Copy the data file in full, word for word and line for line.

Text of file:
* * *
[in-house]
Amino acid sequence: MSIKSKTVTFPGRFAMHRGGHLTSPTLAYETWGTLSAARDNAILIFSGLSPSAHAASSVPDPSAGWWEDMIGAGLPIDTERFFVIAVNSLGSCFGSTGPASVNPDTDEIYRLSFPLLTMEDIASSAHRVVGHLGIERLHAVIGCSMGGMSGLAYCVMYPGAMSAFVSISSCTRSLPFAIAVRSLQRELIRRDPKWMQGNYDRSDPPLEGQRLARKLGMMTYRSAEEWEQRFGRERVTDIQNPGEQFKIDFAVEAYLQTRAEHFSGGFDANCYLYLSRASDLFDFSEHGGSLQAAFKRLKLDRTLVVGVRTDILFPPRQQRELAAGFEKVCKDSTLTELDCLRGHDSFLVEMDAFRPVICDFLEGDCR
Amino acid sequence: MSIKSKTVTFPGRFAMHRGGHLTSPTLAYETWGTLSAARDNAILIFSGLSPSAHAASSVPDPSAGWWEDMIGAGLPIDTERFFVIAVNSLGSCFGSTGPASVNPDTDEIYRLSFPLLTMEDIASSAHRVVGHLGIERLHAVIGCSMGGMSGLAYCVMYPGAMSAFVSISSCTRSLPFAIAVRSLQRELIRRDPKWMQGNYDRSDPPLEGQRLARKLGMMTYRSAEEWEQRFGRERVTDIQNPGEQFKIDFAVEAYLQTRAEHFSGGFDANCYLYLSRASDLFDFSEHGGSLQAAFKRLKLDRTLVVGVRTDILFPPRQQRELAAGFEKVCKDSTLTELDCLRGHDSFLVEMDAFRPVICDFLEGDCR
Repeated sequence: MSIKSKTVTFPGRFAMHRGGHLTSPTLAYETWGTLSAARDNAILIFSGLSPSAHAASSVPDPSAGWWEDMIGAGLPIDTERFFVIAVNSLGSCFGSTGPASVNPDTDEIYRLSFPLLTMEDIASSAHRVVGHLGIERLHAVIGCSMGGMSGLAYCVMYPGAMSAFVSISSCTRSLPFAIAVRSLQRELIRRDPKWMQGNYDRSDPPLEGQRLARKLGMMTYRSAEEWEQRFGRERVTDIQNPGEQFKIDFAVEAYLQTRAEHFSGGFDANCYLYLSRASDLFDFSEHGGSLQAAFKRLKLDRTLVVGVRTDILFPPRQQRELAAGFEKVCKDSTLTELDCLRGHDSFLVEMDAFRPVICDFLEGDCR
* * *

[in-house]
Amino acid sequence: MSIKSKTVTFPGRFAMHRGGHLTSPTLAYETWGTLSAARDNAILIFSGLSPSAHAASSVPDPSAGWWEDMIGAGLPIDTERFFVIAVNSLGSCFGSTGPASVNPDTDEIYRLSFPLLTMEDIASSAHRVVGHLGIERLHAVIGCSMGGMSGLAYCVMYPGAMSAFVSISSCTRSLPFAIAVRSLQRELIRRDPKWMQGNYDRSDPPLEGQRLARKLGMMTYRSAEEWEQRFGRERVTDIQNPGEQFKIDFAVEAYLQTRAEHFSGGFDANCYLYLSRASDLFDFSEHGGSLQAAFKRLKLDRTLVVGVRTDILFPPRQQRELAAGFEKVCKDSTLTELDCLRGHDSFLVEMDAFRPVICDFLEGDCR
Amino acid sequence: MSIKSKTVTFPGRFAMHRGGHLTSPTLAYETWGTLSAARDNAILIFSGLSPSAHAASSVPDPSAGWWEDMIGAGLPIDTERFFVIAVNSLGSCFGSTGPASVNPDTDEIYRLSFPLLTMEDIASSAHRVVGHLGIERLHAVIGCSMGGMSGLAYCVMYPGAMSAFVSISSCTRSLPFAIAVRSLQRELIRRDPKWMQGNYDRSDPPLEGQRLARKLGMMTYRSAEEWEQRFGRERVTDIQNPGEQFKIDFAVEAYLQTRAEHFSGGFDANCYLYLSRASDLFDFSEHGGSLQAAFKRLKLDRTLVVGVRTDILFPPRQQRELAAGFEKVCKDSTLTELDCLRGHDSFLVEMDAFRPVICDFLEGDCR
Repeated sequence: MSIKSKTVTFPGRFAMHRGGHLTSPTLAYETWGTLSAARDNAILIFSGLSPSAHAASSVPDPSAGWWEDMIGAGLPIDTERFFVIAVNSLGSCFGSTGPASVNPDTDEIYRLSFPLLTMEDIASSAHRVVGHLGIERLHAVIGCSMGGMSGLAYCVMYPGAMSAFVSISSCTRSLPFAIAVRSLQRELIRRDPKWMQGNYDRSDPPLEGQRLARKLGMMTYRSAEEWEQRFGRERVTDIQNPGEQFKIDFAVEAYLQTRAEHFSGGFDANCYLYLSRASDLFDFSEHGGSLQAAFKRLKLDRTLVVGVRTDILFPPRQQRELAAGFEKVCKDSTLTELDCLRGHDSFLVEMDAFRPVICDFLEGDCR